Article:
By Katie Weitkamp/Around&About editor

The Old Governor’s Mansion in Frankfort is getting a bit of a face-lift with the help of some Eastern seniors. But the face-lift isn’t going to exude a younger feel. It’s actually going to take the mansion back about two centuries.Eastern’s senior interior design studio class was asked by Joni Sally and John Down, who work for Kentucky’s Division of Historic Properties, for help on the project of refurbishing the public spaces of the Old Governor’s Mansion, a project that started structurally this past summer, but has been planned for about three years.

“We were referred to Marianne Ramsey, who is one of the foremost knowledgeable authorities on historical design,” Sally said.

Ramsey jumped at the chance to do this project with her class. In the past, the senior studio class has not always had a client and Ramsey made up projects that would run along the same lines as the refurbishment of the mansion they are working on this year.

The project will take between eight and 10 weeks. Monday will start the third week of the project. And the class has started working hard.

Already, the class has gone to the Old Governor’s Mansion and Liberty Hall and has more historical trips, such as Farmington and Locus Grove in Louisville, planned. The trips help students see what has been done previously in refurbished buildings as well as generate new ideas of what to do for their project.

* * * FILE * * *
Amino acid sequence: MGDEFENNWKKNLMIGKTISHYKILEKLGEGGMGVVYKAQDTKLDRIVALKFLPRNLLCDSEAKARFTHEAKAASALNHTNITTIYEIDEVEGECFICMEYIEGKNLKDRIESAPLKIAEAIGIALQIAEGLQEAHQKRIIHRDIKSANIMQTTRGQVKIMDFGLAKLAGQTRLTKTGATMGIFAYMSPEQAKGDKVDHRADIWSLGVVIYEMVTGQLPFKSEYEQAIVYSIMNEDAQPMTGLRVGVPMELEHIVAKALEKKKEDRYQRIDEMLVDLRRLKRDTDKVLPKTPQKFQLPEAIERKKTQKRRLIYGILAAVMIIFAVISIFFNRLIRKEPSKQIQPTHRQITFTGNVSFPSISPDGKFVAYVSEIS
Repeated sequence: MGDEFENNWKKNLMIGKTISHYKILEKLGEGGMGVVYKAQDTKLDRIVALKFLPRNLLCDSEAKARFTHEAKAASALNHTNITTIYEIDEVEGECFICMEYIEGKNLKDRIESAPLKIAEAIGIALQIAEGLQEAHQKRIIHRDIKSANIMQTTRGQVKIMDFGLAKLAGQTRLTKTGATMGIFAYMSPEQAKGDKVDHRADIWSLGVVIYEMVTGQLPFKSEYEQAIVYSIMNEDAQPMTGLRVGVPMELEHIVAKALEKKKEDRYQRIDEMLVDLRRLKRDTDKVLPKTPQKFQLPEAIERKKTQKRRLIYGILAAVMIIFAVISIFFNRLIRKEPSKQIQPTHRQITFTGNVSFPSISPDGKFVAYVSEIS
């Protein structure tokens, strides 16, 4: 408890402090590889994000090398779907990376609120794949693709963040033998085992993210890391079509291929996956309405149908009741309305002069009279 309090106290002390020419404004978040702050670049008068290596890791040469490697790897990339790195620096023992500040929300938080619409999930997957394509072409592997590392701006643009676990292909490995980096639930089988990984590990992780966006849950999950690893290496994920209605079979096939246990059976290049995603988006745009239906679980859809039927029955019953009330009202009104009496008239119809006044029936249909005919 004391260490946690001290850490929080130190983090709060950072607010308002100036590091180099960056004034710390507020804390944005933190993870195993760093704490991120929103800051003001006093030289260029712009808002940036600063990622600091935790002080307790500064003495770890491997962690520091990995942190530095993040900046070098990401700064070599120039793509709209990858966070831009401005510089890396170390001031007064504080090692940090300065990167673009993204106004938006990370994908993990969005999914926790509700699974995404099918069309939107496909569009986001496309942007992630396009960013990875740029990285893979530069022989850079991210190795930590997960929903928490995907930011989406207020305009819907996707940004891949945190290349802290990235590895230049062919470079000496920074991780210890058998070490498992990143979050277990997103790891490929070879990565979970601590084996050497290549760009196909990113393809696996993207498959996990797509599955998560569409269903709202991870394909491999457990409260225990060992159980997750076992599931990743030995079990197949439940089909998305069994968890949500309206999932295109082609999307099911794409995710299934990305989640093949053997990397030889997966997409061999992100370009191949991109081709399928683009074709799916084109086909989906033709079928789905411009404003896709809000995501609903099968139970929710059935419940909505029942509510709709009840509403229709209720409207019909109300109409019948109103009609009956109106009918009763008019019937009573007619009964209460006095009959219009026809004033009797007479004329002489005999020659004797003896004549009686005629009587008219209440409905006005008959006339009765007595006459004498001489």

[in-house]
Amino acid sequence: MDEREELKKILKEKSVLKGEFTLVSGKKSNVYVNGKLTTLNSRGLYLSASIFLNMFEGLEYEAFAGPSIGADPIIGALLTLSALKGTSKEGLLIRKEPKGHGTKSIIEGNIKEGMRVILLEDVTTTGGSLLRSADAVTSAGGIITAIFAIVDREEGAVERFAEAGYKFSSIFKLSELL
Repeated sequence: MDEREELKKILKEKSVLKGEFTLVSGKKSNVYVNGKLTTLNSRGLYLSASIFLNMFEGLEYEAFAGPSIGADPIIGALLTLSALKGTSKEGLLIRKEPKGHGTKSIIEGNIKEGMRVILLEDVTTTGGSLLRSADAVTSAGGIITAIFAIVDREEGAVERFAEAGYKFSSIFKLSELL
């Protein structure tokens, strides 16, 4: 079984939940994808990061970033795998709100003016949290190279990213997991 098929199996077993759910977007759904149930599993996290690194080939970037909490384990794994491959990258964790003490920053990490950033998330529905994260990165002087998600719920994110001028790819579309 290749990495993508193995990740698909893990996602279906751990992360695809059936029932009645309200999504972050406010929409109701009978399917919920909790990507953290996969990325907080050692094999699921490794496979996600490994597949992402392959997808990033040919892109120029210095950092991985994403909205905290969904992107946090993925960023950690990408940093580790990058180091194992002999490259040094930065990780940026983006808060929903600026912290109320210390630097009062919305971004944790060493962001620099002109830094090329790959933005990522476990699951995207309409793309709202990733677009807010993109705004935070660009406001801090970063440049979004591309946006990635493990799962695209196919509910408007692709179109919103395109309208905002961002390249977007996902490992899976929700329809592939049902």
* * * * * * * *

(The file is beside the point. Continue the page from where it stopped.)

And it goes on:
Also, the class has plenty of guest speakers. Monday, Clifton Anderson, an antique collector and dealer from Anderson County, came and spoke about specific types of chairs common to Kentucky.

Anderson talked about the structure of many types of chairs commonly found in Kentucky and how to distinguish what time period they may have come from. This type of presentation is useful to the students since they are still forming ideas for the mansion.

“This is my first time (refurbishing), and it’s really interesting to find what was in Kentucky in the past,” said Randy Huff, an interior design and housing major. “A lot of people think that Kentucky was backwards and had dirt floors, but really that isn’t the case. Most of the governors were high society and from Virginia and could get anything they wanted.”

Another obstacle the class has to tackle is a way to make the mansion look authentic, but still be usable. To do this, they will be unable to use authentic antique materials all the time, but must find materials that are similar and will last.

Ramsey expects this project to run as smoothly as ones in the past. The class in prior years has also helped refurbish the Martin House on campus, White Hall, as well as other state historic sights.